Professional Community for Car Dealers, Marketing, Advertising and Sales Leaders
Electric vehicles and autonomous self-driving technologies took center stage at the Consumer Electronics Show (CES) in Las Vegas, which wrapped up yesterday. Here’s some quick data and commentary from Edmunds - the leading car shopping and information platform - to help you as you consider your consumer electronics options. Please don’t hesitate to reach out to PR@Edmunds.com if you have any questions or would like to schedule an interview with one of their experts.
Several automakers shined their spotlights on EV technology at CES, but are consumers really ready to embrace an electrified future? A few stats to consider:
Pure EV market share continued to decline in 2016, accounting for 0.37 percent of all new car sales in the U.S. last year (through November), down from 0.39 percent in 2015 and 0.41 percent in 2014.
Electric vehicles are struggling to maintain loyalty among current owners. According to Edmunds data, only 39 percent of people who traded in an electric-powered vehicle (including pure EVs and plug-in hybrid cars) this year went on to purchase another electric-powered vehicle. Interestingly, about 33 percent of electric-powered trade-ins this year instead went toward a new truck or SUV.
California is still far and away the biggest adopter of EVs in the United States, with more than half of EVs (54.9 percent) purchased in the state this year. Florida (4.8 percent) and Washington (4.5 percent) round out the top three states where EVs are popular.
In 2015, Georgia held the number two spot for EV sales in the U.S. at 12.7 percent, but this year has dropped out of the top ten due to the state EV tax credit ending.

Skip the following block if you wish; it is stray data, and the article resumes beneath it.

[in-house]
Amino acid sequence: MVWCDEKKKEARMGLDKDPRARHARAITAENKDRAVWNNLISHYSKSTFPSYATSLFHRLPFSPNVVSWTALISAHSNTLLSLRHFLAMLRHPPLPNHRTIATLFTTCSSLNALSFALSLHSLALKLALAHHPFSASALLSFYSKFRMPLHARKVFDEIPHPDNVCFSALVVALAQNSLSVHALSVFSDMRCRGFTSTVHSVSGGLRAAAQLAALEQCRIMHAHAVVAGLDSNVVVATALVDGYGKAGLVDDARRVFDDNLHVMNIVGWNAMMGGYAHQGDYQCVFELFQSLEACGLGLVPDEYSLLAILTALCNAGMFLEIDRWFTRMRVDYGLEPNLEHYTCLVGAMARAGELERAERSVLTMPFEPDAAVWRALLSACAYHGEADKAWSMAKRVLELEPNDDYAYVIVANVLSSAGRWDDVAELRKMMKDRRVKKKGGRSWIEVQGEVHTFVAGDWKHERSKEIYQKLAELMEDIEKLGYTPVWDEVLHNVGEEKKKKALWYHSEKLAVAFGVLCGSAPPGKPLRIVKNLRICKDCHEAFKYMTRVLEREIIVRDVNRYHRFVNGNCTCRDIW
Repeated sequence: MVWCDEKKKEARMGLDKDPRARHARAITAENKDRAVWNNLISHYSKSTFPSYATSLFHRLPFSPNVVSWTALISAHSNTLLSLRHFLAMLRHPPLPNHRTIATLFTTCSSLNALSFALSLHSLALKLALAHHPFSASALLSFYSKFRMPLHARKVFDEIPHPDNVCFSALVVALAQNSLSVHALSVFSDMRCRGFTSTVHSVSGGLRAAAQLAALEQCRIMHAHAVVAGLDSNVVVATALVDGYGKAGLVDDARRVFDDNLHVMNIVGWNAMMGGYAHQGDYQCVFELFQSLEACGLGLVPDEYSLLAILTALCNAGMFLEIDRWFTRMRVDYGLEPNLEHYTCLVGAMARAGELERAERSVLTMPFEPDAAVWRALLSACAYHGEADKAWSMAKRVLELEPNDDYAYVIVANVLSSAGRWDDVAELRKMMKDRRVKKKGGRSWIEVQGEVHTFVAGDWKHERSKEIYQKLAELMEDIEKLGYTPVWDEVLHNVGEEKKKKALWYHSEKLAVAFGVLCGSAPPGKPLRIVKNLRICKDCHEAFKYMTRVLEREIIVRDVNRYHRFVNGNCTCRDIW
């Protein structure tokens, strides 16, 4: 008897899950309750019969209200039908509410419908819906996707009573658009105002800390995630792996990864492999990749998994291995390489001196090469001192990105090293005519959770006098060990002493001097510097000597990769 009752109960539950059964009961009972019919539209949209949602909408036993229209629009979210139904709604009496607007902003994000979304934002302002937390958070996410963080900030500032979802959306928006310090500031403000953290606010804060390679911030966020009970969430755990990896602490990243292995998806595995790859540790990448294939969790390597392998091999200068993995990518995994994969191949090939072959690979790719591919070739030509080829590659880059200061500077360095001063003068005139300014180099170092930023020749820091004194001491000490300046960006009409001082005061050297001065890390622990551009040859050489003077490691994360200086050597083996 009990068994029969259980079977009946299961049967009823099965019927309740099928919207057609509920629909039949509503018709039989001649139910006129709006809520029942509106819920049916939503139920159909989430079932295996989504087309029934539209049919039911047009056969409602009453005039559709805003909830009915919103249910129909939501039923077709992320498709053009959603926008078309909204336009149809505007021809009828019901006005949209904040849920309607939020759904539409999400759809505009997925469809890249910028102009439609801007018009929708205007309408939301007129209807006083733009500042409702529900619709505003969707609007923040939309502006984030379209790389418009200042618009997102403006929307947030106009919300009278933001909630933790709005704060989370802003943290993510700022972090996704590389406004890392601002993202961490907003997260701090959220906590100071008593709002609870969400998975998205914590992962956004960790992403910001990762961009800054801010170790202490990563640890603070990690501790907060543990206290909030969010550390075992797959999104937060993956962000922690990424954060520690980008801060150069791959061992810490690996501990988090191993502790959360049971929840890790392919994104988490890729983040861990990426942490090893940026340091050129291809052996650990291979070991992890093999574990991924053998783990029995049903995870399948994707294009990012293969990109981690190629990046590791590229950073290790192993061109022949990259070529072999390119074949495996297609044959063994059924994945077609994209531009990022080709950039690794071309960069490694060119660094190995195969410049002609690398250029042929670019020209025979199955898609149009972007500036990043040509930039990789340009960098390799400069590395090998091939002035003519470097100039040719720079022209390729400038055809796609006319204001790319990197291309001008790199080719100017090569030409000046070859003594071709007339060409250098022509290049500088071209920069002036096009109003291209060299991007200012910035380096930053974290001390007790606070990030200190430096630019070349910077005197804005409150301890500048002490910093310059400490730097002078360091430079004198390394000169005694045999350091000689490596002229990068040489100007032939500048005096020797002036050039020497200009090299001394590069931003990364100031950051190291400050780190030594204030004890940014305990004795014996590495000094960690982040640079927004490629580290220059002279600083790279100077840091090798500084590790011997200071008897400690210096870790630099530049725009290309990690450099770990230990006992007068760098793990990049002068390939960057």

“Low gas prices and expiring subsidies have created a significant slump in EV sales, and until range and refuel time is equal or better to gasoline-powered cars, it’s going to be hard to convince car shoppers to pay a premium for them,” says Edmunds Sr. Consumer Advice Editor Ronald Montoya.
The race towards autonomous vehicles shows no signs of slowing, with automakers, suppliers and tech giants continuing to aggressively push forward the development of self-driving cars...
According to a recent study conducted by Edmunds of over 3,000 U.S. adults:
Half (51 percent) of consumers think that all cars will be autonomous in the future
Only 39 percent of men and women said they would buy an autonomous vehicle if they were available today
64 percent of men and women feel that autonomous cars are dangerous with only 39 percent saying that they trust autonomous cars
“We’ll start to see more confidence and trust in self-driving cars once the technology can work seamlessly and in tandem with our culture,” says Montoya. “The good news is that the technology is nearly here, but there are legal and regulatory questions that still need to be answered before we can expect to see these cars adopted by the masses.”
Percentage of car shoppers who say the following features would be “very important” to have on their next car:
Adaptive Cruise Control: 35 percent
Blind-spot Monitoring: 32 percent
Collision Avoidance: 25 percent
Percentage of car shoppers who say the following features would be “very important” to have on their next car if money was no object:
Adaptive Cruise Control: 51 percent
Blind-spot Monitoring: 53 percent
Collision Avoidance: 52 percent
“As we’ve seen when EVs and Hybrids first hit the market, consumers need to feel that they’re getting something in return for spending more money on their vehicle, whether that be savings on gas or a HOV lane sticker,” said Montoya. “While there is an appetite for it, the benefit of autonomous features might not be enough to justify the premium price to consumers, which is why we may have to wait until these are standard features for the cars to hit mass adoption.”